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Old 31st December 2002, 01:52 AM   #1
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Default Some Heatsink Calculations...

Oh boy, Oh boy! I love E-Bay!

I ran into some heatsinks on ebay the other day, and snapped a couple of them up. Now that I have them, and before I even dream about cutting them I need to figure out what they can dissipate. (Degrees/Watt per inch, that is)

It's so cool! Pun intended, the UPS guy left them between my screen door and front door... ...they almost knocked my wife off the porch when she came home!

Anyway, The heatsinks are 25 inch long chunks, of 11 inch wide by 3/8inch base. Each has 32 fins that are 1 inch high. Anyone have a feel, or have a way to calculate the rough thermal dissipation per inch of something like this?

AAVID does not have this particular extrusion avaliable on their web site. I do not know the MFR for this part. (Similar part number on AAVID shows around a .4C/W at 10 inch lengths no forced air. I will try to get a picture, if this may help.

-Dan
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Old 13th January 2003, 03:27 AM   #2
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This is the extrusion... ...copied this picture from ebay, from the guy I bought it from. (He currenty has more)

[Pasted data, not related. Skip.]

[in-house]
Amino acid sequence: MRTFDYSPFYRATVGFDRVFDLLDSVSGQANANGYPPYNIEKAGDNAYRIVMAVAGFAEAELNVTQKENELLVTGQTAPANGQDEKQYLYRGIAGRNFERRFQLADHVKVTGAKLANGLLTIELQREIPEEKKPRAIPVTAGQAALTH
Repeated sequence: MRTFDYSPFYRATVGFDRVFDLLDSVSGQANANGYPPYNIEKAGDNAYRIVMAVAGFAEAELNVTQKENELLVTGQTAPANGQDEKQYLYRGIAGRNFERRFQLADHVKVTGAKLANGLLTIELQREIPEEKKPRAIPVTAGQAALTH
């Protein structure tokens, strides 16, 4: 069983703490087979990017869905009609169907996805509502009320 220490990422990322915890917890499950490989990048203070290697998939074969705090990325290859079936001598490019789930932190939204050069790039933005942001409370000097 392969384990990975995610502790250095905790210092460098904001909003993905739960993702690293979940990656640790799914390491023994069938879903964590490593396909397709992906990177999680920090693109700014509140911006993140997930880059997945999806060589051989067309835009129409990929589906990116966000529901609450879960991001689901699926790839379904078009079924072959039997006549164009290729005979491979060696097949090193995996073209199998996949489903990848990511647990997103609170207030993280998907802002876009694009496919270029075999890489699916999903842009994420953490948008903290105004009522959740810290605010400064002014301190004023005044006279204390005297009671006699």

So no takers on how to estimate the thermal ratings of this thing?

-Dan
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Old 13th January 2003, 04:28 AM   #3
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Dan,

Have you looked at R-Theta's manual? It has extensive coverage of thermal resistance calculation. To find it, go to www.r-theta.com, select EXTRUSION on the left nav bar and in the next page click on DOWNLOAD CATALOG. The download is divided in three parts, and the first one contains all the theory and formulas.
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Old 22nd January 2003, 06:39 AM   #4
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Let me tell you what to do.

Grease and clamp a bunch of metal cased resistors to the flat side. Do some ohms law calcs to find the voltage and resistance for the wattage you're trying to dissapate. Power it up, let it run for an hour and measure the temp in a few places. By playing with a variac, and thermometer for a while, you can get some real reliable data on those puppies. I almost bid on that same sink BTW.

If you read r-theta's white papers on themal resistance calcs, you can get a feel for what cutting them up will do.
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Old 22nd January 2003, 07:01 PM   #5
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Default Elliott Sound Products

You can get a pretty good estimate with this spreadsheet:

http://sound.westhost.com/download.htm#hsink

-awhiteguy
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Old 23rd January 2003, 12:00 AM   #6
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Quote:
Originally posted by Brian Donaldson
Let me tell you what to do.

Grease and clamp a bunch of metal cased resistors to the flat side. Do some ohms law calcs to find the voltage and resistance for the wattage you're trying to dissapate. Power it up, let it run for an hour and measure the temp in a few places